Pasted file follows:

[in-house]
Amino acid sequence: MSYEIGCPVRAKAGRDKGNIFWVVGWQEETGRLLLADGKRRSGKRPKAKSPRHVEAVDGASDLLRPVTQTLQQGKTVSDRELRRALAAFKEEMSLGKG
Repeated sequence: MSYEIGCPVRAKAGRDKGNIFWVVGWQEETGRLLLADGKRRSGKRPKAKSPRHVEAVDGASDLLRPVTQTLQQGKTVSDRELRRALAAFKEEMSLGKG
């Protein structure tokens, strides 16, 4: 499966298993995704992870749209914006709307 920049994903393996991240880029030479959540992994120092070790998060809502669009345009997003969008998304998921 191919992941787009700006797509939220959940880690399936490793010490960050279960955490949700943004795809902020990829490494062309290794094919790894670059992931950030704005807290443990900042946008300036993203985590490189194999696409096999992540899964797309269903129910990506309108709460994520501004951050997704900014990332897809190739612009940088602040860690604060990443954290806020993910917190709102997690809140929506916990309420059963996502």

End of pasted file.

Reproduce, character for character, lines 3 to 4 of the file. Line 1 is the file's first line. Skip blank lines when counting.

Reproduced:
Repeated sequence: MSYEIGCPVRAKAGRDKGNIFWVVGWQEETGRLLLADGKRRSGKRPKAKSPRHVEAVDGASDLLRPVTQTLQQGKTVSDRELRRALAAFKEEMSLGKG
């Protein structure tokens, strides 16, 4: 499966298993995704992870749209914006709307 920049994903393996991240880029030479959540992994120092070790998060809502669009345009997003969008998304998921 191919992941787009700006797509939220959940880690399936490793010490960050279960955490949700943004795809902020990829490494062309290794094919790894670059992931950030704005807290443990900042946008300036993203985590490189194999696409096999992540899964797309269903129910990506309108709460994520501004951050997704900014990332897809190739612009940088602040860690604060990443954290806020993910917190709102997690809140929506916990309420059963996502």